“Oh, how great are God’s riches and wisdom and knowledge! How impossible it is for us to understand His decisions and His ways!” Romans 11:33 NLT
In 2017, George Barna did a survey where he asked about phrases commonly thought to be in the Bible. Among them were:
God helps those who help themselves.
To thine own self be true.
And this one that stumped nearly everyone surveyed:
God works in mysterious ways.
None of these are found in the word of God. But don’t feel bad if that last one fooled you. It comes from the famous English poet William Cowper who, in a fit of despair and deep depression, tried to end his own life. That gloomy night in 1763, he wanted to drown himself in the Thames (tide was too low), hang himself (the rope broke), and poison himself with laudanum (he couldn’t raise his hand to his mouth).
Finally, Cowper decided that he was supposed to continue to live for reasons unknown to himself. Later, he met another man who had experienced those same depths of misery and hopelessness and yet, had found profound hope in Christ. That man’s name was John Newton, the author of Amazing Grace. Newton encouraged Cowper to express his faith through the writing of a hymn. That hymn became the source of the phrase mentioned above. The hymn is titled, God moves in a Mysterious Way. Its first couplet is perhaps the most famous and endearing:
God moves in a mysterious way
His wonders to perform;
He plants His footsteps in the sea
And rides upon the storm.
Recently in church, we sang the song, Way Maker. As a worship drummer, I enjoy playing the song but thought it to be somewhat simple and repetitious, not profound theology, to be sure. However, as we played and sang it that Sunday, the following line from the song became what is described as an earworm; ringing in my mind for nearly the next week:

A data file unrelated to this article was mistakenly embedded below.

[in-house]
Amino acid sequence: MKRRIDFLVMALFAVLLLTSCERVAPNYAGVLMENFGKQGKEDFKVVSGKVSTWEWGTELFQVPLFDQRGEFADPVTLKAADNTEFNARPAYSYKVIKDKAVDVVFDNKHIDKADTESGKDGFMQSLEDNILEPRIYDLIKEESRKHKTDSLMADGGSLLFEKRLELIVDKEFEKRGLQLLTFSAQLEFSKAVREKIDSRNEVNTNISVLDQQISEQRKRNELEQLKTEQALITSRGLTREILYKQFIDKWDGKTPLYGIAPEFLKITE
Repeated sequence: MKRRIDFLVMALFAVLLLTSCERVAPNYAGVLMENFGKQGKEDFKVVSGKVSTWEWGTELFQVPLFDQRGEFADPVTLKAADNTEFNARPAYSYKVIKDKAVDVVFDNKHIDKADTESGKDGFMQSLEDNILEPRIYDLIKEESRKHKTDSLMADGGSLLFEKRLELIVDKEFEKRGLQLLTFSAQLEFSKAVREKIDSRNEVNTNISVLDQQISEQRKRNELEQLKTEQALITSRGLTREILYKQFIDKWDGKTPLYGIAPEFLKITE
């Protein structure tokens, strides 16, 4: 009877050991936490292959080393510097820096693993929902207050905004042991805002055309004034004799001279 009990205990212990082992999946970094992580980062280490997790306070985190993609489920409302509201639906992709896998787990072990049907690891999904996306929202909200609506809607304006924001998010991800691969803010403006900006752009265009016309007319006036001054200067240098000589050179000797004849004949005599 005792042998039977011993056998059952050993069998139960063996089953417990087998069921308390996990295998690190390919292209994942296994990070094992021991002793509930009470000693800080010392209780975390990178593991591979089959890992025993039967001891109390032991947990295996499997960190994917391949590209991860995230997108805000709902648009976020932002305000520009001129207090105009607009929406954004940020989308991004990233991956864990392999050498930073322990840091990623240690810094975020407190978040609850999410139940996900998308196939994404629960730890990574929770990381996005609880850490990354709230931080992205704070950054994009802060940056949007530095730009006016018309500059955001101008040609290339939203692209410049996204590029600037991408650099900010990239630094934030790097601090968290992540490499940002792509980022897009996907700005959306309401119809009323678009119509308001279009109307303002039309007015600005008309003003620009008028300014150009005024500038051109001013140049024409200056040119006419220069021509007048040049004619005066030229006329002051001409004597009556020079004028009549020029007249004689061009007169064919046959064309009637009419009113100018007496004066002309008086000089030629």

Even when I don’t see it, You’re working
Even when I don’t feel it, You’re working
You never stop, never stop working.
It occurs to me (and perhaps not only me) that this is the quintessential essence of my faith. Verses like “We walk by faith, not by sight (2 Cor 5:7) take on new meaning with the understanding that God is always working even though he takes no time to explain it to us. Hebrews 11:6 takes on a deeper significance. Romans 1:17 bursts into our consciousness like a tidal wave of fresh understanding. We don’t always understand what God is doing, but He is always working. If He were to tell us, we wouldn’t believe it (Habakkuk 1:5). This mysterious part of our walk becomes especially meaningful when we suffer disappointment or even when tragedy strikes. Perhaps Joseph said it best: “Do not be afraid, for am I in the place of God? But as for you, you meant evil against me, but God meant it for good.” (Gen. 50:19)
Trust the invisible God,